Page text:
Real estate lawyers may feel that they have enough to worry about already, but here''s one more thing — green buildings. If there were a concept that seems totally benign and positive, you''d say this is it.
Follow the latest environmental building standards to make your condo or office building energy efficient, use recycled and recyclable building materials, and add features such as green roofs covered with soil and vegetation to limit run-off and help clean the atmosphere. Your building gets a silver, gold, or platinum rating from a certification body. Maybe you pick up a few tax rebates or get some breaks from planning authorities.
Your tenants or condo unit owners save money on energy and everyone's happy to have done their bit toward staving off global warming.
What on earth could be wrong with that? Ask the insurance industry in British Columbia
and the lawyers representing the Olympic Village or other developments that were
recently stalled because no one would insure a condo with a green roof.
"It's an excellent example of the potential for things to come out of the blue," says
Vancouver real estate lawyer Jason Hicks of Davis LLP. No one could have foreseen that
insurance providers, spooked by past experiences with British Columbia's notorious
leaky condos, would have decided not to insure condo developments with green roofs,
despite the fact that this environmentally friendly technology has been tested and
accepted elsewhere in the world.
The insurance industry will eventually warm to green roofs, once it learns more about
them, Hicks says. In the meantime, the situation creates all kinds of legal issues. "If you
can't get insurance, you can't sell your property. And if you promised a green roof, are
you in breach of development contracts and disclosure agreements?" he asks, noting that
legal disputes are possible in situations involving developers that have promised a green
building to environmentally conscious purchasers who may want to pull out of the deal.
"Do people have the right to rescind contracts? Do people have the right to sue for
damages? Has the value of the building been materially affected by failure to reach that
goal? And are those actionable damages?"
Hicks says these questions are just some of the many complex and sometimes unforeseen
issues that lawyers may get entangled with as they venture into the hitherto unexplored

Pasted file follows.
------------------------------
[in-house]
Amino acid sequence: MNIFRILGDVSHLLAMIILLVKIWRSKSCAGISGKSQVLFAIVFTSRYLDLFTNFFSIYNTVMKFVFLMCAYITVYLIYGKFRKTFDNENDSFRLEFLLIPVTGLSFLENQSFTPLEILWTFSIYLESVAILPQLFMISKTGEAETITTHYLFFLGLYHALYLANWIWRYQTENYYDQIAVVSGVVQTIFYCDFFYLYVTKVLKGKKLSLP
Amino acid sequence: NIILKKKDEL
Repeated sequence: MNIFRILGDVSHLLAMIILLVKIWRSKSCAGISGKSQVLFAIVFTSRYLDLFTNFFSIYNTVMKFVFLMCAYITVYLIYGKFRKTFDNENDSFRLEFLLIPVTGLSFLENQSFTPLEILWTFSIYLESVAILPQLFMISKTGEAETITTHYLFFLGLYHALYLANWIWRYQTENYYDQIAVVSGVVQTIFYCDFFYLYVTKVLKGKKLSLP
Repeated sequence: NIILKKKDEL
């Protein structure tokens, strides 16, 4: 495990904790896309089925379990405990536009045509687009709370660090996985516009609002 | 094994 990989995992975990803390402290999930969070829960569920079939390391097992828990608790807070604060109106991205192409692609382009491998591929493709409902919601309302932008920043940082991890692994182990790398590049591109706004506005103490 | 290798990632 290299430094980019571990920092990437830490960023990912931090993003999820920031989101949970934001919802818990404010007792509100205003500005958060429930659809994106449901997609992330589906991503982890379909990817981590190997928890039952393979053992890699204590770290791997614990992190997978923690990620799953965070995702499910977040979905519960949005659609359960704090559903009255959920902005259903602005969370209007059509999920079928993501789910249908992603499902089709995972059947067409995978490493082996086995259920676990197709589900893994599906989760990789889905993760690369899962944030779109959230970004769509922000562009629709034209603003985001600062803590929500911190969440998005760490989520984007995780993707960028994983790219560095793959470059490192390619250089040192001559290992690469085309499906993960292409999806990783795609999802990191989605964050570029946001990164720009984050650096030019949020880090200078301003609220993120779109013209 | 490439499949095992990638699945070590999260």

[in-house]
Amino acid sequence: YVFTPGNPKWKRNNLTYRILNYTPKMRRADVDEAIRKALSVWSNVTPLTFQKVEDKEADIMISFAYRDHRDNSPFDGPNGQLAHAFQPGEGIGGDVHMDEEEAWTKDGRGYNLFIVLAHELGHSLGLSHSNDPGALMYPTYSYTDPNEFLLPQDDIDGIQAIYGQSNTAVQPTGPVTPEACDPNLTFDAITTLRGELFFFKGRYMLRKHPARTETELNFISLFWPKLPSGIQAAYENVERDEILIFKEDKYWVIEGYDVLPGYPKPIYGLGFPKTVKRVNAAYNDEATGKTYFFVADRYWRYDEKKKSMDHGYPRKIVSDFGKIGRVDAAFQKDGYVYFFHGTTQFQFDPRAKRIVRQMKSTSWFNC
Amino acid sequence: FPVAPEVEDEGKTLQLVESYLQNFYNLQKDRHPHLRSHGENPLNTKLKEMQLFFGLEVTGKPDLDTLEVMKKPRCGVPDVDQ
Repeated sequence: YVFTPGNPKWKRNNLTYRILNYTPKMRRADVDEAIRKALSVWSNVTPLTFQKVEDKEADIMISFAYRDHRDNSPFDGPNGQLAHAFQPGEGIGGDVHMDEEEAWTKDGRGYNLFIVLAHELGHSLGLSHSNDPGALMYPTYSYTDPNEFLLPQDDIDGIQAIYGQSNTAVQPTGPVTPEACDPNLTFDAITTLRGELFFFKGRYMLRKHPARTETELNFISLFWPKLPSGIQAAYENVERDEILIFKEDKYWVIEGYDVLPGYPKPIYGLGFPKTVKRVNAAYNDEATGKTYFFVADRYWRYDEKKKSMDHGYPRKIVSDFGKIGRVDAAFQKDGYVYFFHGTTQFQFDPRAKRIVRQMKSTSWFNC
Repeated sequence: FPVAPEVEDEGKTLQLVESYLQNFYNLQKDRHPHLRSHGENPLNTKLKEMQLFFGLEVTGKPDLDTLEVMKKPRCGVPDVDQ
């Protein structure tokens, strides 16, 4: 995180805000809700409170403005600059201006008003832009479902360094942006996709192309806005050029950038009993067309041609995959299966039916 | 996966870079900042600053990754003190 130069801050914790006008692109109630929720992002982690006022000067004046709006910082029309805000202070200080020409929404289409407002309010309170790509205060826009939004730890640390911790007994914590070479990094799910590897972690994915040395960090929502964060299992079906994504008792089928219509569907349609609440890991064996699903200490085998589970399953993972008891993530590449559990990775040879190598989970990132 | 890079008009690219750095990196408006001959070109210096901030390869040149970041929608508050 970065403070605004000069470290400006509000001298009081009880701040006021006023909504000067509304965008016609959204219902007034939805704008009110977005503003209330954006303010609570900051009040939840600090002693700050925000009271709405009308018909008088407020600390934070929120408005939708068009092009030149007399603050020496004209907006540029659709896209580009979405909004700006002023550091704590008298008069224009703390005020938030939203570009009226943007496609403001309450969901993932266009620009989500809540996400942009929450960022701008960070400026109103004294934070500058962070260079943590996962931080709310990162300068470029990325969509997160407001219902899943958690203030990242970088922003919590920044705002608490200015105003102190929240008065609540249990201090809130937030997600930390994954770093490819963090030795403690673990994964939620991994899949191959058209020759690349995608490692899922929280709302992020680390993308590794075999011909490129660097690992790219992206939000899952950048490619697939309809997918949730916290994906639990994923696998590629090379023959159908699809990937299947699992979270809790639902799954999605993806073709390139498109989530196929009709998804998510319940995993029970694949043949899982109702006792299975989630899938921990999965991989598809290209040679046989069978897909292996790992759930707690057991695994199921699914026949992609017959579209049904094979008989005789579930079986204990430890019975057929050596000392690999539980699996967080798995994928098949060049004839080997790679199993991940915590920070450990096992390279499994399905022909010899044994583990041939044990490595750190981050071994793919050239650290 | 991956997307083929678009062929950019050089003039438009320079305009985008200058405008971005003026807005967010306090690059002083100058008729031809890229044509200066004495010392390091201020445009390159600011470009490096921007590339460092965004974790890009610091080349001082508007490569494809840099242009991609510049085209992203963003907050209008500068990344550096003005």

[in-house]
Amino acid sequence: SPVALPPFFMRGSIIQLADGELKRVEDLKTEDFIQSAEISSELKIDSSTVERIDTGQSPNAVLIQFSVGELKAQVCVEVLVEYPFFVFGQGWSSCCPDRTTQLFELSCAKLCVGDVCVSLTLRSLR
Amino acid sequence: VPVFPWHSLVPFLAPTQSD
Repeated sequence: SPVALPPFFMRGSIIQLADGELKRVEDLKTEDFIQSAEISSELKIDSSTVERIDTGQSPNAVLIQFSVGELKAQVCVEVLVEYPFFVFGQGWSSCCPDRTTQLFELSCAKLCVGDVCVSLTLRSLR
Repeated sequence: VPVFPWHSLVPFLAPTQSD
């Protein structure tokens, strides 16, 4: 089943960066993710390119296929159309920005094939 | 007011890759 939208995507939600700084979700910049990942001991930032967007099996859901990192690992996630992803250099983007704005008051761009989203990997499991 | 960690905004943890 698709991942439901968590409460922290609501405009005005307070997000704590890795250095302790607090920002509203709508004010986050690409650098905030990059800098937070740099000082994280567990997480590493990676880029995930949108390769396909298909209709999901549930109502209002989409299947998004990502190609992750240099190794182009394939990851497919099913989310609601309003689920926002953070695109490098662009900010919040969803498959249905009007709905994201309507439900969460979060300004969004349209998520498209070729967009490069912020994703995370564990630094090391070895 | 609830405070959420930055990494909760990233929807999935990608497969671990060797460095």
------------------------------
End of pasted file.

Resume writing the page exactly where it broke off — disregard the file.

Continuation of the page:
territory of green property law.
Co-generation and heat exchange technology is another area fraught with uncertainty.
Some large condominium complexes are now being developed with facilities that supply
power and heat to all unit owners.
This is a big step away from the norm, in which power is provided by a big utility that
has a very strong liability shield and high standards of reliability, says Hicks, who
anticipates lawyers having to grapple with issues such as: "Who owns the power
generation plant? Who's liable if it breaks down? How will the costs be allocated? How
will the liabilities be allocated?"
In Toronto, Harry Herskowitz of DelZotto Zorzi LLP is already addressing such
questions as he draws up documents for his client, Tridel Corporation, a condominium
developer with a strong commitment to green building standards.
In dealing with co-generation plants, he says, "I have to spend days and days with
representatives of the engineering firms that are proposing this to figure out how it will
work and how it will work in the realm of a condo, as opposed to a private freehold
building with one corporate-commercial landlord."
Green loan program
A new concept in financing green building design features is also adding a layer of
complexity to Herskowitz's work. This involves a "green loan" program created by
Tridel and the Toronto Atmospheric Fund, where a builder receives a loan that is
conditional on a development meeting the international benchmark standard Leadership
in Energy and Environmental Design Standards (LEED).
Once the building is completed and sold, the condominium corporation takes over the
loan and repays it over a seven-year period, using the money it saves from energy conservation measures.
"It's a perfect model," Herskowitz says, as "it's good for the environment and makes
business sense." But it is certainly more work for the real estate lawyer, who has to
disclose the details of the loan, the purpose of the loan, and how it's actually funded and
Jeffrey Lem, a Toronto-based real estate lawyer with Davies Ward Phillips & Vineberg
LLP, says he's watching the emergence of green-building standards very closely, since it
is something that few clients know or care about now, but may well become a routine
matter of due diligence in years to come.
"Lawyers should be observant of trends and make sure that if it looks like your clients are
really needing this stuff or wanting this stuff or valuing it, you'd better be protecting
them," he says.
It's a potential liability issue for lawyers in the future, according to Lem. "Right now, I'm
pretty safe. Nobody's going to sue me because I didn't look for LEED compliance."
But Lem believes it is important to educate his colleagues in the real estate bar about the
issues and pitfalls they may encounter if green building standards become the norm.
"I want lawyers to be mindful enough to know when this is happening and not be the first
guy to get dinged."